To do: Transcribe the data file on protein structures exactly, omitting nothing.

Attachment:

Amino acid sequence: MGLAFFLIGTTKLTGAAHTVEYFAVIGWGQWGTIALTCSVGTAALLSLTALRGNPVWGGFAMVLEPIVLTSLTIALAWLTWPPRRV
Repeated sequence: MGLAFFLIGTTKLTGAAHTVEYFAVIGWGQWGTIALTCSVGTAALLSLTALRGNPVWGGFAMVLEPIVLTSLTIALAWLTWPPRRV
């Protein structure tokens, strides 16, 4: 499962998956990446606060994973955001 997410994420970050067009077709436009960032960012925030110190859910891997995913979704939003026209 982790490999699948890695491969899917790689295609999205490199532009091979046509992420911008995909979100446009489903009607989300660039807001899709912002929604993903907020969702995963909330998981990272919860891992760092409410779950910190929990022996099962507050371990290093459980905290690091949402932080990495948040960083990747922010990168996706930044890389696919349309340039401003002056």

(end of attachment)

Amino acid sequence: MGLAFFLIGTTKLTGAAHTVEYFAVIGWGQWGTIALTCSVGTAALLSLTALRGNPVWGGFAMVLEPIVLTSLTIALAWLTWPPRRV
Repeated sequence: MGLAFFLIGTTKLTGAAHTVEYFAVIGWGQWGTIALTCSVGTAALLSLTALRGNPVWGGFAMVLEPIVLTSLTIALAWLTWPPRRV
């Protein structure tokens, strides 16, 4: 499962998956990446606060994973955001 997410994420970050067009077709436009960032960012925030110190859910891997995913979704939003026209 982790490999699948890695491969899917790689295609999205490199532009091979046509992420911008995909979100446009489903009607989300660039807001899709912002929604993903907020969702995963909330998981990272919860891992760092409410779950910190929990022996099962507050371990290093459980905290690091949402932080990495948040960083990747922010990168996706930044890389696919349309340039401003002056």